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June 18, 2018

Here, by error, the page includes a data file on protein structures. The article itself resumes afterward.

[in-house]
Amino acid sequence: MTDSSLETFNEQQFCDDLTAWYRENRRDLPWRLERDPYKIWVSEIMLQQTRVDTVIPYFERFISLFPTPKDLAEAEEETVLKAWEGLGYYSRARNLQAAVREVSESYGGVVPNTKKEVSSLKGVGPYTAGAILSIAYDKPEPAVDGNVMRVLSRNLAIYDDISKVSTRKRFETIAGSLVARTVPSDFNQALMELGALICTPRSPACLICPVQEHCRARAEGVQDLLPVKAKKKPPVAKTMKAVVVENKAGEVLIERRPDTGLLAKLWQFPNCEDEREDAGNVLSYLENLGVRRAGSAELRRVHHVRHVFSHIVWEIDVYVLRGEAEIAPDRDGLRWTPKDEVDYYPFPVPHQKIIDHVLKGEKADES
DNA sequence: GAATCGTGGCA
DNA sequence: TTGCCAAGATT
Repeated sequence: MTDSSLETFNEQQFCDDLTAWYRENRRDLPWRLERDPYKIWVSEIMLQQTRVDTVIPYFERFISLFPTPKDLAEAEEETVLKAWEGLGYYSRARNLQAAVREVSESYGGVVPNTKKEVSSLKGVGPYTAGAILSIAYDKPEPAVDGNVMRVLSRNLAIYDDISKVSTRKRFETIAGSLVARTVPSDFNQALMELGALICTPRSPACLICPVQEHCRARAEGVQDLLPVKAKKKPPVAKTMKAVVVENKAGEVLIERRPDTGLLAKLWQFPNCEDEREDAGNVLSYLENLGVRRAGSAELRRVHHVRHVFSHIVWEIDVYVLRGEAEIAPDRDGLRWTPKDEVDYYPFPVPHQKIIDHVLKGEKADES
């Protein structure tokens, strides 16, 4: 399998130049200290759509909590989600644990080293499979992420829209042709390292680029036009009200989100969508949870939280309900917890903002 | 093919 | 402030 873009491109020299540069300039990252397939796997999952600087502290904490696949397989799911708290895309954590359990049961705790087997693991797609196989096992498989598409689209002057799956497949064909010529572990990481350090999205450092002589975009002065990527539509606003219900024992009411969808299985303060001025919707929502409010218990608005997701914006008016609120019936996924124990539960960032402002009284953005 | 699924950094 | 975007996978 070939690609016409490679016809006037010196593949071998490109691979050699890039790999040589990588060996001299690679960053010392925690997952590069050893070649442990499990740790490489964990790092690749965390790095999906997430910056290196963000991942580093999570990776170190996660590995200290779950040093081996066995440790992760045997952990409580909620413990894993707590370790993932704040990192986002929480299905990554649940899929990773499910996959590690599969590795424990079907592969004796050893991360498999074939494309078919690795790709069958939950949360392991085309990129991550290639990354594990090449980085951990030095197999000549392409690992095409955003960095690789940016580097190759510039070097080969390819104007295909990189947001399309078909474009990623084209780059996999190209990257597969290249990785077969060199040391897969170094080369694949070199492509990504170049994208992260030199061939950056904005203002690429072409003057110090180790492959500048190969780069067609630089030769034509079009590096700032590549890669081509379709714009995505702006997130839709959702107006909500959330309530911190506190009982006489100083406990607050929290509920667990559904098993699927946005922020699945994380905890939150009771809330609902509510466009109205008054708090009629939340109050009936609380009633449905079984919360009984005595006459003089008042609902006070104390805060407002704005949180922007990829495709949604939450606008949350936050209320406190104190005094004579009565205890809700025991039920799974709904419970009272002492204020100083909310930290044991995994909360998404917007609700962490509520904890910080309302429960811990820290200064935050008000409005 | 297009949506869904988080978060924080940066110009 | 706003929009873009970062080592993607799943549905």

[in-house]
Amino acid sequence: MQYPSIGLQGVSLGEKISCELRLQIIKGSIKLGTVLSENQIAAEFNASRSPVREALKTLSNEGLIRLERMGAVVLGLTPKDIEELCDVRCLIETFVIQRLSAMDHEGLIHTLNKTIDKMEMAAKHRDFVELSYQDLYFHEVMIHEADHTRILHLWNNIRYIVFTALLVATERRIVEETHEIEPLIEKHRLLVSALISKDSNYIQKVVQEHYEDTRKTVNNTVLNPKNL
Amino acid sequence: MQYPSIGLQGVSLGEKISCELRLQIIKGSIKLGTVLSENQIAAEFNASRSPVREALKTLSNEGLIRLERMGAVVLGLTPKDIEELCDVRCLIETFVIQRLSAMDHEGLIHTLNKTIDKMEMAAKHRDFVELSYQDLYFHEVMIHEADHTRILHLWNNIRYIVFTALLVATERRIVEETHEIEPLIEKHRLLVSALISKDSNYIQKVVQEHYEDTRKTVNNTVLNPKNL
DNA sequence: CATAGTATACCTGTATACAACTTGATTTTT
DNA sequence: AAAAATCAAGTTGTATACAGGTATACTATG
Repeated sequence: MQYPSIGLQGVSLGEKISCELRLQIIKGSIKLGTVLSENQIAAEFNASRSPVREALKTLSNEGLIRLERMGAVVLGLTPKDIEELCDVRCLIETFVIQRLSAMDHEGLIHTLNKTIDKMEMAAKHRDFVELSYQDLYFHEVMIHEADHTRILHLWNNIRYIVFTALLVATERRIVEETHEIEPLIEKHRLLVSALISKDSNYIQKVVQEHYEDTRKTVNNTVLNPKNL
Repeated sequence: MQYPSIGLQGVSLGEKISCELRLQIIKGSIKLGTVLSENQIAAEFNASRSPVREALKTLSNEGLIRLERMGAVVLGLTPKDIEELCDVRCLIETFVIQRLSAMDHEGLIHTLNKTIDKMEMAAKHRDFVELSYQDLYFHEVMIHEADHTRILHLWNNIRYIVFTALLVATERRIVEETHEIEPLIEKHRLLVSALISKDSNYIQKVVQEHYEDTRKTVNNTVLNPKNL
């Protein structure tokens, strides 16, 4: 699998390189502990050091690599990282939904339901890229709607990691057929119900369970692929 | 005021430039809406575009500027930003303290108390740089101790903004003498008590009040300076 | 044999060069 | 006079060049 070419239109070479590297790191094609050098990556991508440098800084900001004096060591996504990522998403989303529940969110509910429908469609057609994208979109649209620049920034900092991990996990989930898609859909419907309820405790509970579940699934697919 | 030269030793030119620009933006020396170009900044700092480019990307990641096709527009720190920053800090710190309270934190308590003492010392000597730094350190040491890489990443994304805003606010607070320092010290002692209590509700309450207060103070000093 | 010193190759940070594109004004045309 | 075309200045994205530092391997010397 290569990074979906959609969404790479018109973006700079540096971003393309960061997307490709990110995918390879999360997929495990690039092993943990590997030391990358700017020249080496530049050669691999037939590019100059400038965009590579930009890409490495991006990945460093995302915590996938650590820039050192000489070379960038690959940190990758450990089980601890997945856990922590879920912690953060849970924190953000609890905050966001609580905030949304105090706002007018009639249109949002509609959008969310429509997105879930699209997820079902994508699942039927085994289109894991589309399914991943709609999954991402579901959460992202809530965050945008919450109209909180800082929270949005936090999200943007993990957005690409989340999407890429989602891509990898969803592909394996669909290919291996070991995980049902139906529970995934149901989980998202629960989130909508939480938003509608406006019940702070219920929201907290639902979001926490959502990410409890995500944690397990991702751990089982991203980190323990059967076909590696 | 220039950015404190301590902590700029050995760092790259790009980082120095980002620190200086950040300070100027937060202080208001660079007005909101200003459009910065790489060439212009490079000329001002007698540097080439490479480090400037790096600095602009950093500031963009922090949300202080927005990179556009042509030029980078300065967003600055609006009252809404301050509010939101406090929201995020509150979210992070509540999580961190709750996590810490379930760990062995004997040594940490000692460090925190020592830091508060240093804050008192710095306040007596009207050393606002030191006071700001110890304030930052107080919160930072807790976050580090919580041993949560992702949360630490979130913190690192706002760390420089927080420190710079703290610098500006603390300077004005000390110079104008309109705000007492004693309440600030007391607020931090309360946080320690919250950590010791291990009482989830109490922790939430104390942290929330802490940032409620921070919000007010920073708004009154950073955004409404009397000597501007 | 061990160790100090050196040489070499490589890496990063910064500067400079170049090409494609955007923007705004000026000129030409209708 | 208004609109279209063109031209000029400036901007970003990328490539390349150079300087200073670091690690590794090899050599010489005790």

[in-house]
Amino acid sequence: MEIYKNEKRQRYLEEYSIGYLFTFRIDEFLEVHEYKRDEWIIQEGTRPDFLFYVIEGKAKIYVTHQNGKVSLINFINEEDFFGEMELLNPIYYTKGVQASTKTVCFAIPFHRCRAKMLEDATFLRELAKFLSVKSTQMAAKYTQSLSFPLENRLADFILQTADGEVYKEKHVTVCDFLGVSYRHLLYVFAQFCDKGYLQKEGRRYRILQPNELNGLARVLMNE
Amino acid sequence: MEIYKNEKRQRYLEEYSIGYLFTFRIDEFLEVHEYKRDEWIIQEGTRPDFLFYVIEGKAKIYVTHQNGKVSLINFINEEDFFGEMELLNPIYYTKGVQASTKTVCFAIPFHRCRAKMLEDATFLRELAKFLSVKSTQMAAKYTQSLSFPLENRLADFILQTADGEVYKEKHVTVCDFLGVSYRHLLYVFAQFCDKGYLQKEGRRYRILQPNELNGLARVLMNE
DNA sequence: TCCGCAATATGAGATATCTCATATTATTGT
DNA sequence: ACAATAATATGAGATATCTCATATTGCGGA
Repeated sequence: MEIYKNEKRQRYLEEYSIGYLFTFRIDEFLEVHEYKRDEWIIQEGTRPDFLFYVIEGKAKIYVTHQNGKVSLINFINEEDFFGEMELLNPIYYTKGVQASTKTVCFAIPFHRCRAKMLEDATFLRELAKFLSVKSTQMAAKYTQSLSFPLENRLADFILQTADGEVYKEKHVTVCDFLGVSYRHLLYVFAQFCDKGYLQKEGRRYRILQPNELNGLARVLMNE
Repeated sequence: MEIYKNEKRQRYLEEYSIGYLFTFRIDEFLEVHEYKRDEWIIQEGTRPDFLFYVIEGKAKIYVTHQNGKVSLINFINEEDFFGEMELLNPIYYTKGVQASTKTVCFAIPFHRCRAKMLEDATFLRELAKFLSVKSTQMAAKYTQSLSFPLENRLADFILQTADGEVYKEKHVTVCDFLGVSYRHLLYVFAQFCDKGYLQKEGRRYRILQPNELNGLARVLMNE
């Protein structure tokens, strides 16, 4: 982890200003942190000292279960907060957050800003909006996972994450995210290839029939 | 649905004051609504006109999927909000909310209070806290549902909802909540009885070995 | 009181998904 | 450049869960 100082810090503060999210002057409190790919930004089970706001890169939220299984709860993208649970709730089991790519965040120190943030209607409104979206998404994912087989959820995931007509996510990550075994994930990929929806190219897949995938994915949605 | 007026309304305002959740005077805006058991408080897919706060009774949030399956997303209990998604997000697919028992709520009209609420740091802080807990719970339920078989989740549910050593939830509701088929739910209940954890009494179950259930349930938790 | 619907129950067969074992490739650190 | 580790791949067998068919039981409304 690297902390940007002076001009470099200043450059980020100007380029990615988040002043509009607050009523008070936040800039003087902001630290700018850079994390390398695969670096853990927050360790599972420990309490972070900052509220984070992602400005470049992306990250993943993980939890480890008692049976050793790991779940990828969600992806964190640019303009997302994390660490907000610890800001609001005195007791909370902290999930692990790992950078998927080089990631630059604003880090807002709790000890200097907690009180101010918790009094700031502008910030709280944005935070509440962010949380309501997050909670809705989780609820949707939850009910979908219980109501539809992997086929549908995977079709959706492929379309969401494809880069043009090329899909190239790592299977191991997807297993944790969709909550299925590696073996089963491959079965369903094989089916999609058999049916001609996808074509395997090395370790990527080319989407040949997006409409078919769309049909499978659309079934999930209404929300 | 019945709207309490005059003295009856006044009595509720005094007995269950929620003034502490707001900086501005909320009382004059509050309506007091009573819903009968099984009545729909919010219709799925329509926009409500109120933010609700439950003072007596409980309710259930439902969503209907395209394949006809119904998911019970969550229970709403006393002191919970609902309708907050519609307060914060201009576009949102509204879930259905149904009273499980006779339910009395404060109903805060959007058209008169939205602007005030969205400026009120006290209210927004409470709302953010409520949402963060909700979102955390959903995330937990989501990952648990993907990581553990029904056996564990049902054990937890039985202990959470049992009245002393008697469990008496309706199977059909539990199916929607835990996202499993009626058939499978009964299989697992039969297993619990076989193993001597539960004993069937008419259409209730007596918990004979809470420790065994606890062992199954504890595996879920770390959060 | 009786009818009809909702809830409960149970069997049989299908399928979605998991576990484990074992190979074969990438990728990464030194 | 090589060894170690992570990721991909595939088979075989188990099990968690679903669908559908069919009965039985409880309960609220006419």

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Page 2 June 18, 2018 • Law Times www.lawtimesnews.com able outcome," he wrote. The judge didn't want the government to receive money left in the settlement fund after claims were paid, so he ordered class counsel to make a chari- table donation. This will benefit class members who don't receive settlement money. The Ontario government denied all allegations of wrong- doing, the decision says. The ministry of the attorney general declined an interview with Law Times, saying in an email that it did not want to comment on a case that was subject to appeal. Under the terms of the settle- ment, the maximum one person can receive is $22,500 for the most severe sexual assault and $15,000 for the most severe phys- ical assault, for a total of $37,500, or perhaps up to $45,000 de- pending on how many claims are awarded, the decision says. Susan Vella, a senior litigator who leads the sexual and insti- tutional abuse and Aboriginal Rights groups at Rochan Geno- va LLP in Toronto, says this is very low. The average award in Ontario for pain and suffering caused by childhood sexual assault is be- tween $144,000 and $290,000, she says. This does not include further compensation people can receive for loss of income, treat- ment costs and other damages. "What [the amount in the Welsh case] suggests is that there was a significant discount for litigation risk that must have been taken into account," Vella says. She says non-monetary com- pensation, such as an apology or public commemoration of some sort, helps people heal. Ordering class counsel to do- nate part of the fees to a charity is "a very unusual thing to do," says Jasminka Kalajdzic, a Uni- versity of Windsor law professor who studies class actions. Judges can't change the amount of an approved settlement, she says. They can order counsel to lower their fees if they think they are too high, she says. It's difficult to determine what is reasonable in a tort case like this, she says. "There's no way to identify what the overall damage for the entire class is. You can't measure it by looking at, for example, profit," she says. "This isn't a situ- ation where the government de- fendant profited by their wrong- doing." LT charities that support the deaf a "high point of the decision." "For the survivors of these communities, that's not just a token. That's a real fundamen- tal part of a settlement in a case where their dignity has really been directly violated by the ac- tions of the defendant," she says. Smith objected to the settle- ment because he felt it was too low, she says. He was also con- cerned because only students who were physically or sexually abused receive compensation, she says. Perell certified the lawsuit in 2016, but he hesitated to approve the settlement, calling it "a dis- appointing outcome." The agreed amount is "inade- quate to bring substantive access to justice for class members," he wrote. The distribution plan was "unfair and unreasonable," he wrote, because it only compen- sates students who allege physi- cal and sexual abuse. The origi- nal lawsuit, filed in 2015, had claimed $325 million in dam- ages and sought compensation for various emotional and psy- chological traumas, including alienation from family mem- bers, substandard education and difficulty finding employment. Family members of students could also have applied for com- pensation, the decision says. Since then, class counsel has conceded that only physical and sexual abuse claims would be compensated and that no family members would receive money, the decision says. "This class action was not a class action for the lower-hang- ing litigation fruit of vindicat- ing individual victims of assault perpetrated by the guardians and teachers," Perell wrote. "It was a class action with the aim of achieving substantive access to justice for the victims of sys- temic negligence and systemic breaches of fiduciary duty." Perell approved the settle- ment because it was better than a trial. "The proposed settlement was a product of hard bargain- ing and it was preferable to ap- prove the settlement than to give the class as a whole the false hope that continuing litigation would produce a more favour- Among the shifts that hap- pened, Schabas says, one of his most "under the radar" accom- plishments was forging a rela- tionship with legal aid. While le- gal aid was the LSO's dominion from the 1960s, a 1998 act estab- lished Legal Aid Ontario as its own, independent organization, giving the law society inf luence through the board of directors. "We really disengaged from it," Schabas says. He says many lawyers recog- nized that the stakes between the two organizations were higher than that. Now, he says, there is a clearer path ahead. "We can provide more in- put, provide more support and, sometimes, where it's warranted, we can provide more criticism of what's happening in legal aid," Schabas says. "The idea is to be a constructive voice, to remind everybody of the importance of having a good, robust legal aid plan — and make sure there is a good and robust legal aid plan." Schabas says the law society is also encouraging lawyers to support the unbundling of le- gal services. A major argument in favour of the unbundling or limited-scope retainers — which Schabas supports — is that cli- ents can pick and choose the ser- vices they can afford. The law society's creation of a new family law licence for para- legals also provides an alterna- tive, often more affordable route for Ontarians to access legal ser- vices, Schabas says. For Schabas, the emphasis on access to justice is just one way that the LSO is transforming. "It's not easy for an old, sto- ried, one might say conservative organization that's used to being a regulator to recognize that be- ing a regulator in the public in- terest means that we have to be more proactive," Schabas says. "What I hope I've accomplished is made people more comfort- able with the need to be proac- tive and to be transparent and to be, frankly, progressive." For example, the recent name change — to the Law Society of Ontario from the Law Society of Upper Canada — was a reversal of hundreds of years of tradition. But he says the name served as a symbol that the society was open to change — and necessary to maintain relevance. The adoption of the State- ment of Principles — which re- quires lawyers to acknowledge "obligation to promote equality, diversity and inclusion gener- ally" and professionally — also drew backlash. He says much of the push- back around both changes in the law society was a result of "a lot of debate" but "very little dis- sent." Schabas says the law society has other challenges ahead. He says there are ongoing debates about licensure and governance and the continuing duty to ad- dress disparities in gender, race and Indigenous status within the law profession. "We can't just sit and say, 'Don't worry, discrimination will take care of itself," Schabas says. As the law society changes its views on topics such as technol- ogy and mental health, Schabas says, he hopes the law society takes a leading role, too. He de- clined to make an endorsement for his successor, but Schabas says he does have a piece of ad- vice for the new treasurer. "Enjoy it and press on. Press on in meeting the challenges that the society has for us as a profession," he says. LT CORRECTION The May 28, 2018 print edition of Law Times stated that Elana Fleischmann said that mediation does not apply in situations of criminal sexual assault. This is not accurate. Fleischmann says that mediation can work in situations of criminal sexual assault with the appropriate safeguards in place. Law Times apologizes for the error. NEWS New treasurer to be elected June 28 Continued from page 1 Continued from page 1 Non-monetary compensation helps people heal © 2018 Thomson Reuters Canada Limited 00251KJ-A92244-CM Available risk-free for 30 days Online: store.thomsonreuters.ca Call Toll-Free: 1-800-387-5164 | In Toronto: 416-609-3800 Order # L7798-8617-65203 $185 Hardcover approx. 520 pages May 2018 978-0-7798-8617-3 Shipping and handling are extra. Price(s) subject to change without notice and subject to applicable taxes. New Publication Support Rights and Obligations Under Ontario Family Law Robert M. Halpern For this breakthrough publication, the author enlisted 20 fellow experienced family law practitioners to develop the most comprehensive exploration of child and spousal support available anywhere – with thoughtful analysis and fresh, practical perspectives on everything from entitlement to enforcement. Thorough, wide-ranging, and to the point, Support Rights and Obligations Under Ontario Family Law gives you everything you need in a single resource. This new work is an ideal companion to Property Rights and Obligations under Ontario Family Law by the same author. Praise for this publication " Without question, this is a book that all family practitioners need to have on their bookshelf and, more importantly, on their desk." – From the Foreword by Philip M. Epstein, Q.C. Own the first and only book to focus exclusively on support under Ontario's complex family law regime